When I saw Shortcut to Happiness in this month’s cable listings, I thought, What? A comedy with Alec Baldwin, Anthony Hopkins, Dan Aykroyd, and Jennifer Love Hewitt, and I’ve never even heard of it? I figured, at the bare minimum, I would have seen a couple of reviews when it was released in 2004. How could a movie with such well-known actors, produced and directed by star Alec Baldwin, slip through the cracks?

It’s impossible to review this movie without acknowledging its troubled production history. After all, its most significant problems — editing and music — are rooted in post-production, and Baldwin had left the project and removed his name from the director credit long before post-production was completed. So here it is in brief: principal photography was completed in 2001, but the investors lied about having enough money to make the film. Consequently, according to Baldwin, the investors were investigated for bank fraud and “the Feds” took the film away from him. Once the Feds released the film, a rough, incomplete cut was screened at film festivals in 2004, in the hopes of securing funds to complete it. When that didn’t work, Baldwin left the project. It languished because, in the midst of the chaos, the film’s production company had gone through all sorts of splitting, merging, and absorbing, so half a dozen companies claimed ownership, each cutting their own versions of the film. Thanks, one assumes, to Baldwin’s high-profile, Emmy-winning role in 30 Rock, producer Bob Yari picked the film up in 2007 and sold one of the many cuts to Starz, sandwiched between more well-known movies like The Illusionist and Find Me Guilty. There it remains, playing regularly on Starz, unavailable on DVD.

Buried within the mediocre end result is a fairly compelling comedy about the meaning of success — should one sell out for money and fame or commit to a more spiritually rewarding but less lucrative path? Baldwin plays Jabez Stone, a struggling New York writer who believes he’s finally writing something worthwhile. Unfortunately, nobody will read his first novel, much less his incomplete second novel. Desperate, he sends the first manuscript directly to high-profile editor Daniel Webster (Anthony Hopkins). To Stone’s surprise, Webster actually reads it, but he does not like it. One fateful night, muggers steal Stone’s laptop — which contains the only copy of his new novel — and his typewriter breaks. Enraged, Stone hurls his typewriter out the window of his apartment and kills an elderly woman.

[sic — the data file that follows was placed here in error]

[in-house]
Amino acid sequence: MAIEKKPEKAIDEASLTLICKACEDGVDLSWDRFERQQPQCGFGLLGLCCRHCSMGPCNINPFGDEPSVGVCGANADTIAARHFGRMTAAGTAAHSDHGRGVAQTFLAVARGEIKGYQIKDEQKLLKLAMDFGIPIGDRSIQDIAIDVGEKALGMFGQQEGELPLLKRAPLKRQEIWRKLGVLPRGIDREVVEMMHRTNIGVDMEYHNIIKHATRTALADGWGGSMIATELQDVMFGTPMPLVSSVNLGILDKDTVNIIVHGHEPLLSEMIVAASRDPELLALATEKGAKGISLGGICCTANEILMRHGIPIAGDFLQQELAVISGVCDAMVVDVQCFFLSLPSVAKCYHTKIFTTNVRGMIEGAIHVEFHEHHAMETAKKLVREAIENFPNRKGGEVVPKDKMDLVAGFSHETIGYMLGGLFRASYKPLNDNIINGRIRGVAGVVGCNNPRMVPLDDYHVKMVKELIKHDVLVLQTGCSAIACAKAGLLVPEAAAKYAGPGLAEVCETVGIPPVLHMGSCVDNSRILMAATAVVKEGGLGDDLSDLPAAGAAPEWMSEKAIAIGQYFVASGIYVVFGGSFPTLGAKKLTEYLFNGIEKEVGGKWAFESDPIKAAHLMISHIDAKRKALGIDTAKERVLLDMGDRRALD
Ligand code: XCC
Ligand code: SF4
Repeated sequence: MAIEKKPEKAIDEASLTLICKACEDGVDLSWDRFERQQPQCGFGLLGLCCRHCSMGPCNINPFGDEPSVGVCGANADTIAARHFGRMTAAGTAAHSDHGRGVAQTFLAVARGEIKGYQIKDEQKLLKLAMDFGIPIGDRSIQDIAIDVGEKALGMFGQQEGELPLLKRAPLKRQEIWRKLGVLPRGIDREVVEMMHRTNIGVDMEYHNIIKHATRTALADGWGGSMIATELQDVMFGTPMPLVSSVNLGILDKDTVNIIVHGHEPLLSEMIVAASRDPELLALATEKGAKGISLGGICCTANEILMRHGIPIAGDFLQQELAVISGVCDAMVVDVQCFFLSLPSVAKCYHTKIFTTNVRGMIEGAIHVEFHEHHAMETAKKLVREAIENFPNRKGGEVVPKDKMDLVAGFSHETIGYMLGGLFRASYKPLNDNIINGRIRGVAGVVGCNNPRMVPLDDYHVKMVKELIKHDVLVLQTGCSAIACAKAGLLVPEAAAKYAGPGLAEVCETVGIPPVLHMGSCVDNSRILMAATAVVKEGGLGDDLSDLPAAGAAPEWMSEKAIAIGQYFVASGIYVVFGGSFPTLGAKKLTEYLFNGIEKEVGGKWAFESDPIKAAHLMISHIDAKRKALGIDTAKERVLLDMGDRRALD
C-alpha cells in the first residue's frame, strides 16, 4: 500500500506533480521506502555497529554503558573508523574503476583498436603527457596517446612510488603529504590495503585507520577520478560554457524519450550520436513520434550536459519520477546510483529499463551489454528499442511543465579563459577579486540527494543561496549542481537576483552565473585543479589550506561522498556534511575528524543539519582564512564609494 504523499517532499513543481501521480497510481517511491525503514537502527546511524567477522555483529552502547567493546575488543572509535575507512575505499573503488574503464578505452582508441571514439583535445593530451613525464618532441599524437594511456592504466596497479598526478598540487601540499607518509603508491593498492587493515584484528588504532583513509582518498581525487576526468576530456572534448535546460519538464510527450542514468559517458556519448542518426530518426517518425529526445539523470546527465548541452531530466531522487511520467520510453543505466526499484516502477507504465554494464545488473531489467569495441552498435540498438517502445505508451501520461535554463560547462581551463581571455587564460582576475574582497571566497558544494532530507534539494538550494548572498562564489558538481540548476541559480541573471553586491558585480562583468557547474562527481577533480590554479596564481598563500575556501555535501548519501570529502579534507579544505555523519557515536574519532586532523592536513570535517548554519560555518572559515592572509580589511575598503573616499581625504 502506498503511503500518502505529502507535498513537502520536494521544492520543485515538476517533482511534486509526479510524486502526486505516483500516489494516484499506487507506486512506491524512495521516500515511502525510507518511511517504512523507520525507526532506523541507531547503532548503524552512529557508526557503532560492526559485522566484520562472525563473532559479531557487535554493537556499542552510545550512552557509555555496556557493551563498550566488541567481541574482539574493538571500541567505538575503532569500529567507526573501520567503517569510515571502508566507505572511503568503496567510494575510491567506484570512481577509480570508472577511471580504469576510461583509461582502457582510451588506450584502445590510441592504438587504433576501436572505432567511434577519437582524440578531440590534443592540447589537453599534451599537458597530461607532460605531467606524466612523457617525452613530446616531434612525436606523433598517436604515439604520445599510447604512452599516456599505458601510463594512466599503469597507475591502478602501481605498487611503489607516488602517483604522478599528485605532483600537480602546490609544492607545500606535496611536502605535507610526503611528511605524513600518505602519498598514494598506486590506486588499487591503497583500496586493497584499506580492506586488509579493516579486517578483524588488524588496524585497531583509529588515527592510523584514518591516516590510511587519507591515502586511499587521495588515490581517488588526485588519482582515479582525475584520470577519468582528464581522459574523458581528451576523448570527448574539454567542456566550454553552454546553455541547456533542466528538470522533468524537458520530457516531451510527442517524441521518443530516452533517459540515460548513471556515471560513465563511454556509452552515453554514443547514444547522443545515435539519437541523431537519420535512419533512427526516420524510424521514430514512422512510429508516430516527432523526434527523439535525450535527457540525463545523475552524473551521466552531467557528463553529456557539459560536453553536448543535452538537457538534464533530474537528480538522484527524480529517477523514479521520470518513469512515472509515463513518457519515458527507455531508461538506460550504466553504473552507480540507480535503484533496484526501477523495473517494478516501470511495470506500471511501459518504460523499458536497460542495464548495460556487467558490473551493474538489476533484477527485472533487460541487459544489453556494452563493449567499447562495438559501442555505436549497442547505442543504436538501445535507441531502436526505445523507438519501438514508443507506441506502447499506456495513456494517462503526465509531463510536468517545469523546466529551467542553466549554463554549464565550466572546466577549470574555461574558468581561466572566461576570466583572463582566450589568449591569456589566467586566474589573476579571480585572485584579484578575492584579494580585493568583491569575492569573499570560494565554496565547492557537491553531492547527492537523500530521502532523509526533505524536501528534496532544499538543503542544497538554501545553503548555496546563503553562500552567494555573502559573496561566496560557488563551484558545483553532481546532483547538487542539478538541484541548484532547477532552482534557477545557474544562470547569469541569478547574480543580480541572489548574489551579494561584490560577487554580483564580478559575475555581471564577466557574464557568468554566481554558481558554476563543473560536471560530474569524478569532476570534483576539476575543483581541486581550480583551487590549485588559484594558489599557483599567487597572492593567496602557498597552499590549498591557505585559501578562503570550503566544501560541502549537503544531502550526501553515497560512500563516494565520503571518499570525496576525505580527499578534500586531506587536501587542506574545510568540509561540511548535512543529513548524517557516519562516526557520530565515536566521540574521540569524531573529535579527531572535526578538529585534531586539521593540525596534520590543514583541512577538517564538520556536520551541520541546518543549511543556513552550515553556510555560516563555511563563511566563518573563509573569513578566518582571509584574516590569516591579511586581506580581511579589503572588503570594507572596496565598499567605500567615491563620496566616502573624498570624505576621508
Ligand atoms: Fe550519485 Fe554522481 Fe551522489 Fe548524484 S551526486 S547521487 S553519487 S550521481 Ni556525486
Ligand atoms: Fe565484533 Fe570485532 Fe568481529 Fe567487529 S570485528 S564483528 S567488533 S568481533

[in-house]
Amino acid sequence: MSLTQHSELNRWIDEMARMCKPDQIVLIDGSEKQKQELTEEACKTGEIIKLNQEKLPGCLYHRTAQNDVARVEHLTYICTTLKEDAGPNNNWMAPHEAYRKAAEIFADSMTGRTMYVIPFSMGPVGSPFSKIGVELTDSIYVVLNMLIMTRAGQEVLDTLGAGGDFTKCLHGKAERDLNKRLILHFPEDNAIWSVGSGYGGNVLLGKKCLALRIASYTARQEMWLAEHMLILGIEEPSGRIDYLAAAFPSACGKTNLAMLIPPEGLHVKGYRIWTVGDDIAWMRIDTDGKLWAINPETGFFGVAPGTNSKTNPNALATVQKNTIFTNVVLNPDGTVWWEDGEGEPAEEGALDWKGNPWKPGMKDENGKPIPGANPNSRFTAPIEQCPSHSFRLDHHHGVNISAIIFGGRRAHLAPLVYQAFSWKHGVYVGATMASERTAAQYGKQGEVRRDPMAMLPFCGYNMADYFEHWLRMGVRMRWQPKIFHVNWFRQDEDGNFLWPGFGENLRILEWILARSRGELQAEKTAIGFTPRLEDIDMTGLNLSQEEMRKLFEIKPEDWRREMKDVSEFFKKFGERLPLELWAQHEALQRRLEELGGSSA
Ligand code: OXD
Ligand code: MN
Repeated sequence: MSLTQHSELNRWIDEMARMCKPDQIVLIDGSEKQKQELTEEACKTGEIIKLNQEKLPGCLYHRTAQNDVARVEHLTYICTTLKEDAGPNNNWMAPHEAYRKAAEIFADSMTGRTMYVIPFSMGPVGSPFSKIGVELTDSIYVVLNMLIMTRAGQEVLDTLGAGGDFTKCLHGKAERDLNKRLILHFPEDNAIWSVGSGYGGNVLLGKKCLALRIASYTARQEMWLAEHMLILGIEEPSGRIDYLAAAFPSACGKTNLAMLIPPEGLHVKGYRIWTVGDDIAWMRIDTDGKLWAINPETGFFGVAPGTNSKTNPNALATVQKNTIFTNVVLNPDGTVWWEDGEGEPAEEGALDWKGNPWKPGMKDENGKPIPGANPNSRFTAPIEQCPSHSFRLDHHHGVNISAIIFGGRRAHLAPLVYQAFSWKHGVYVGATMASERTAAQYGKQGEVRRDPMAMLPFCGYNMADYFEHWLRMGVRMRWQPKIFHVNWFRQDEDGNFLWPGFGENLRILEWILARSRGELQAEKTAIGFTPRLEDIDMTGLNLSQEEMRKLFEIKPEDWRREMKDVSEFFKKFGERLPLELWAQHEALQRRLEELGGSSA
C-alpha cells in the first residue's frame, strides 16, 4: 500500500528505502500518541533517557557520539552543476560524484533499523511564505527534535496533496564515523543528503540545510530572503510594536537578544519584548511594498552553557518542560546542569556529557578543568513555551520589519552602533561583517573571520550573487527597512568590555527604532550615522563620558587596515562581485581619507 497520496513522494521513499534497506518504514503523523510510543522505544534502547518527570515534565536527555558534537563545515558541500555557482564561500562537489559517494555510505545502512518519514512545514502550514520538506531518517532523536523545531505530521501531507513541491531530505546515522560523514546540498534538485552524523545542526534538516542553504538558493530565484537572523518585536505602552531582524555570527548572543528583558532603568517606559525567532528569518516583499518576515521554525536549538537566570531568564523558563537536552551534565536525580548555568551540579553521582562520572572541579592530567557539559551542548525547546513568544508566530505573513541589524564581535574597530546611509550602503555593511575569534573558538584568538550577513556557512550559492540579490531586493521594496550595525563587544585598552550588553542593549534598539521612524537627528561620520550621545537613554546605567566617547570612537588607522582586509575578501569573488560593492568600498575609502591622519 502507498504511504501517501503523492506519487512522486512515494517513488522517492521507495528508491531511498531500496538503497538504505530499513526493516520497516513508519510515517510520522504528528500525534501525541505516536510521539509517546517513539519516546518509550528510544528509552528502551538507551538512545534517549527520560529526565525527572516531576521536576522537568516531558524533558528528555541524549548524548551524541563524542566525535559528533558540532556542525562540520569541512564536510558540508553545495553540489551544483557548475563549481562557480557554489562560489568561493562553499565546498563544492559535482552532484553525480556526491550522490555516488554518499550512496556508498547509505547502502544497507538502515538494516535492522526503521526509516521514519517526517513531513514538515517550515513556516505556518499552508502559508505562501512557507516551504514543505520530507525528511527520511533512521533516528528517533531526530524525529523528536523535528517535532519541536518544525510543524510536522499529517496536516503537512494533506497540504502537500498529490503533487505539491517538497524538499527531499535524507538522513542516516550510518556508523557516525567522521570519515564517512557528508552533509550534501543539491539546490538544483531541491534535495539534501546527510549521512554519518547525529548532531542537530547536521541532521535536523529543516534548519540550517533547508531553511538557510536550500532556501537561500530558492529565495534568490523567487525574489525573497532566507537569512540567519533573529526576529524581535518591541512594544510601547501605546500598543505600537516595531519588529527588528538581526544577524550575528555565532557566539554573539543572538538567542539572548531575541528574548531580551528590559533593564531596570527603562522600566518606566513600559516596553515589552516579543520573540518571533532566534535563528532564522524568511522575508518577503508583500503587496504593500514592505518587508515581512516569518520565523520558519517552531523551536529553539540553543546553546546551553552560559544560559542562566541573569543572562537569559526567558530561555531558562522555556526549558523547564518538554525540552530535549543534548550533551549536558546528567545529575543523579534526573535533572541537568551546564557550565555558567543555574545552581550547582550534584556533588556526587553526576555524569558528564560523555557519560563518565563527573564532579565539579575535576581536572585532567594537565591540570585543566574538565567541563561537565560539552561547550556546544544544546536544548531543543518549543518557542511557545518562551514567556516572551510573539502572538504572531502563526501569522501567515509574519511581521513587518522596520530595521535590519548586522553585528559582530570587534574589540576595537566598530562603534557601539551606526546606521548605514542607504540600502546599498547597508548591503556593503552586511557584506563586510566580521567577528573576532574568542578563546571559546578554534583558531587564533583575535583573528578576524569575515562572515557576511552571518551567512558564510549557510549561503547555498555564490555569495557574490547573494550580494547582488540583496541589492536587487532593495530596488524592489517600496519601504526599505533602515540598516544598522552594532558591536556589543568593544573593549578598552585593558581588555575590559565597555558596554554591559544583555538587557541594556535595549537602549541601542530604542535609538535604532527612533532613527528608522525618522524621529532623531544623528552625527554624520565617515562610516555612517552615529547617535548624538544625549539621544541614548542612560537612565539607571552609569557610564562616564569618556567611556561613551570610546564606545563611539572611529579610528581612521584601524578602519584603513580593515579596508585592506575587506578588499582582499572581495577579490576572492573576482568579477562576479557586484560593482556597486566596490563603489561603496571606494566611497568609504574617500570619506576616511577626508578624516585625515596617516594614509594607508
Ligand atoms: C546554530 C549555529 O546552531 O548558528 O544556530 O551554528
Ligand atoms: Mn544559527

This is the film’s crossroads. It could have developed into a much more interesting movie had they continued down this path. However, Jennifer Love Hewitt shows up as a variation on the Devil, and it starts to adhere rigidly to the basic plot of “The Devil and Daniel Webster”: Stone trades his soul for 10 years of fame and fortune but quickly finds the price — loss of friends (both literally and figuratively), loss of time, and loss of dignity — is too high. Stone is forced into the position of hired hack, pumping out beach reads quickly and efficiently. In one of the funniest running gags, the titles of Stone’s novels suggest the vacuous redundancy within its pages: A Loss of Feeling, Remembrance of a Loss of Feeling, and (my personal favorite) A Certain Numbness of the Extremities.

As expected, the third act revolves around a trial for Stone’s soul, with Webster arguing on his behalf in front of a jury populated by famous authors and presided over by Stone’s successful former friend (Dan Aykroyd), who was killed in order for Stone to achieve his success. In a film that contains many sharp jokes aimed at the entertainment industry, and strong performances by everyone (including, surprisingly, Hewitt, who is cute but generally the weak link in every film she’s in), this third act feels like a bit of a cop-out. Since its 1937 publication, “The Devil and Daniel Webster” has had so many spoofs, homages, and adaptations, the trial for Stone’s soul lacks suspense and emotional punch through sheer overuse. The screenwriters have multiple opportunities to stray off the beaten path of their source material, but every time it seems like the story will head in a more interesting direction, it snaps back to a story that has, unfortunately, become a cliché.

Although the third act can be blamed on Baldwin and his screenwriters, it’s not the film’s biggest problem. The film’s stilted editing causes each shot to hang a half-beat too long, which is the death knell for a comedy. The dialogue has a vaguely screwball patter that sort of works when both actors are in the same shot. Whenever the film cuts back and forth between two or more characters, the timing gets thrown off. Compounding the problem are the ill-fitting musical selections, which seem haphazard and almost never fit the tone of the scene. It feels like somebody involved in the production owned the rights to a handful of pop songs and tossed them in because it was cheaper than composing original music.

Better choices may have salvaged this film, but it’s a moot point. What matters is how the film turned out, and the answer is, unfortunately, “Not well.” I can lament the wasted cast or the troubled production destroying the possibilities of a good film, but that doesn’t change what it is: a mediocre curiosity that’s ultimately not worth seeing.

D. B. Bates is a freelance script reader and writer.

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